The RAG acronym stands for RED, AMBER, GREEN. These colours make up the traffic light colours used by most project managers to convey their subjective view of a project’s status. A RED traffic light normally indicates there are problems on the project (or an aspect of it); AMBER indicates there are issues that are being dealt with by the team but acts as a warning, and GREEN generally indicates that everything is okay.
Each colour also requires a different action from management and are thus key in project and portfolio status reporting.
How should organisations use RAG statuses in project reporting?
Step 1 – Identify Which RAGs to Report On
It’s rare that looking at a single health indicator will give you the full view and understanding of the status of a project. Project managers must consider various perspectives when reporting on a project, these include perspectives like Scope, Progress, Risks, Costs, Benefits, etc and of course, the overall project health. Using a reporting guideline (more about this later), the project manager gives their assessment of the project’s performance against each of these indicators.
To ensure that you’re able to do portfolio reporting (reporting across multiple projects), all projects must report on the same RAGs and thus you must define the list and be consistent across all projects. So, step 1 is deciding which perspectives you want to report on and get those listed as your Health Indicators.
Step 2 – Develop a RAGs Guideline
To support the project managers to report on each RAG that you have chosen, it’s recommended that project management offices (PMOs) introduce a guideline for how to determine the appropriate RAGs for each individual indicator.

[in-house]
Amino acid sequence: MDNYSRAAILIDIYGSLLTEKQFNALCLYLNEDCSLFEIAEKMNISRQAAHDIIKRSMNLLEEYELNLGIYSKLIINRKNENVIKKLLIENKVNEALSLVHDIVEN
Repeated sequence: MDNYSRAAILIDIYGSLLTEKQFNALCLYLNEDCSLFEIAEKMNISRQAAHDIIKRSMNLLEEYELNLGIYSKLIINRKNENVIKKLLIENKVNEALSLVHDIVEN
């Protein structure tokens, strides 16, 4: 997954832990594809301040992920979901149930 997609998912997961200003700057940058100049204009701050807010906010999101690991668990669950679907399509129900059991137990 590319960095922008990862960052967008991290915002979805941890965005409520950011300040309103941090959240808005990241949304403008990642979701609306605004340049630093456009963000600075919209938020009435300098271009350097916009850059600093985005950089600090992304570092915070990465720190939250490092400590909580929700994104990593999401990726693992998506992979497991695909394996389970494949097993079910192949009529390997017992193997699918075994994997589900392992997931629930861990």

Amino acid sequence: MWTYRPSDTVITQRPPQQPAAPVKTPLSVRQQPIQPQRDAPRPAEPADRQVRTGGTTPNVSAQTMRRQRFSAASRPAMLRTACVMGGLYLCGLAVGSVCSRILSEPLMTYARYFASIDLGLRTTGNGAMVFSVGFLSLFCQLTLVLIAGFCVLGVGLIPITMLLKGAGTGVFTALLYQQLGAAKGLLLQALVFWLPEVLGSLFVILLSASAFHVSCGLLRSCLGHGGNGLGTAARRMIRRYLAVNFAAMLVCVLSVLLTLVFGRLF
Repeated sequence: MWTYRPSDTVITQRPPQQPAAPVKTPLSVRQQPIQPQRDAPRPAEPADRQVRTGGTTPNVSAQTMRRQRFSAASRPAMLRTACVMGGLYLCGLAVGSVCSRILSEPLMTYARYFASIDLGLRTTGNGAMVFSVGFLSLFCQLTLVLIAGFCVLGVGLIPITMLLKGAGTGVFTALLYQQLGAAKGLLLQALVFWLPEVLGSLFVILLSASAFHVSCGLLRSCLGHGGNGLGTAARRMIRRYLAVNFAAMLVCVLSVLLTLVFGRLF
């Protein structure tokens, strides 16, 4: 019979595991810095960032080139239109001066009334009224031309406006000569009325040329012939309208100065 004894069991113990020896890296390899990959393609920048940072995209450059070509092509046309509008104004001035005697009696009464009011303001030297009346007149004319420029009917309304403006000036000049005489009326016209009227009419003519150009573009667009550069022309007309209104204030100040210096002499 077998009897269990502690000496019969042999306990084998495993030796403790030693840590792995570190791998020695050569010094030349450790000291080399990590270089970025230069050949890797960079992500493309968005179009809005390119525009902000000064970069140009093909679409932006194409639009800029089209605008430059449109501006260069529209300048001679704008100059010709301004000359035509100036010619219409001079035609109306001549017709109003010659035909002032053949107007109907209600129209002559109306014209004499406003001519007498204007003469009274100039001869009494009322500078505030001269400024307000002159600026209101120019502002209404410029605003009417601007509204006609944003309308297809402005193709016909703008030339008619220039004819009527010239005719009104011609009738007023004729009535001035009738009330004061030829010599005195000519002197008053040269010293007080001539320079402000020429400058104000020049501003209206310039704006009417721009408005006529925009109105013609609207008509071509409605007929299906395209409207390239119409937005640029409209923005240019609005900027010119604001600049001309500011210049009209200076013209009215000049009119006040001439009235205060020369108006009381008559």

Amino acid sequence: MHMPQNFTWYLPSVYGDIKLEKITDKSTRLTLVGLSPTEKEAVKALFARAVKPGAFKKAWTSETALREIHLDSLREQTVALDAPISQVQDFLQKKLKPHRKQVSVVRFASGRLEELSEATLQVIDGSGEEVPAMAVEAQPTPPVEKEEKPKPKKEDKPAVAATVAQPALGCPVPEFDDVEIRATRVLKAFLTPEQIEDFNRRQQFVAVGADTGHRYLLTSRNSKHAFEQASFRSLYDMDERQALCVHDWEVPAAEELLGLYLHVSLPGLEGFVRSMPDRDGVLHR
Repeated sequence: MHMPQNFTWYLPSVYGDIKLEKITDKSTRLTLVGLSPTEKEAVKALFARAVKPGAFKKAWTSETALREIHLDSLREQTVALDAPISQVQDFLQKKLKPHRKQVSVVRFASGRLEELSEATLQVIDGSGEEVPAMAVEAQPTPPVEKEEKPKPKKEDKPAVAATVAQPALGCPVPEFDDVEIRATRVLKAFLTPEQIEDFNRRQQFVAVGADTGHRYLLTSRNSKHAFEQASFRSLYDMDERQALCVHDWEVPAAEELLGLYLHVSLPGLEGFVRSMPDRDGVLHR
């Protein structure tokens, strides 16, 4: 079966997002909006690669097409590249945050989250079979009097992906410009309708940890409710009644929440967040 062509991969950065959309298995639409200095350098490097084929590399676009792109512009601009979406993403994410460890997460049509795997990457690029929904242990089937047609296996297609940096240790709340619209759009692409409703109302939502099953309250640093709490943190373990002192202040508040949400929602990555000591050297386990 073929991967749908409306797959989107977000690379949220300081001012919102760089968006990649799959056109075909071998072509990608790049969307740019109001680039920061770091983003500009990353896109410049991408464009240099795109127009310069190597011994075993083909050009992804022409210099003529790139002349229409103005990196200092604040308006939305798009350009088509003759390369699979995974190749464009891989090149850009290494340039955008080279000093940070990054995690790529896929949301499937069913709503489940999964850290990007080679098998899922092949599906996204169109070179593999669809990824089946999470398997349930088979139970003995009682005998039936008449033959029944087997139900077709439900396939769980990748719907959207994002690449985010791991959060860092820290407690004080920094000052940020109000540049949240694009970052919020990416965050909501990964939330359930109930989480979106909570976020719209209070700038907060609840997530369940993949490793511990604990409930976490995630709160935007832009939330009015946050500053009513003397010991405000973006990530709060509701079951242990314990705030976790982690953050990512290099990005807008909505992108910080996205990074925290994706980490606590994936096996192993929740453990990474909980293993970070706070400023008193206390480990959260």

Having a documented reporting guideline avoids different interpretations of what the colours mean. For example, I’m generally more conservative and tend to use AMBER and RED at the earliest sign of trouble while some project managers that I’ve worked with are more risk takers and only use RED when the project is unsalvageable which is often too late! Here is a simple guideline of a RAG guideline with the appropriate management action which is a good starting point and can be applied to numerous RAGs.
For more mature PMOs a guideline per RAG is recommended, similar to the example below:
What you’ll realise when determining the guideline is that it’s very difficult to define a simple calculation or formula for all your chosen health indicators. While indicators like Cost and Progress might be easy it’s almost impossible to define a calculation for scope and team alignment. This is one of the reasons that we don’t calculate health indicators in PPO.
Step 3 – Define how the Overall Project Health is determined
The Overall Project Health is represented by a single RAG which has to convey the overall status of the project. My recommendation (and the PPO out-of-the-box standard) is that the Overall Project Health be calculated using the “worst case basis” of the individual health indicators. What this means is that if any individual health indicator is RED, then the overall project will be RED and if there are no RED indicators but at least one AMBER, then the overall indicator is AMBER. This tells management, that something on this project is RED and requires their attention.
I recommend avoiding complex weightings (which some PMOs have tried) as these rules typically don’t cater for all types of projects and sizes or consider the current phase of the project. The complex weighting is also in most cases poorly understood by management who are reading the reports and thus a lot less effective.
Step 4 – Introduce a Consistent Reporting Heartbeat
Good PMOs develop a sustainable reporting heartbeat. Getting consistency is a key first step and something PMOs should focus on. Referencing 5 Simple Steps to Project Status Reporting that People will Read, “If the status is not timely or in a format that that your audience understands, it is meaningless! Status updates should never be erratic. Then also deliver it consistently on a regular heartbeat, for example every Thursday for team reporting and the 2nd Friday of every month for SteerCom reporting. Once stakeholders get the hang of it, they consistently know what to expect and when.”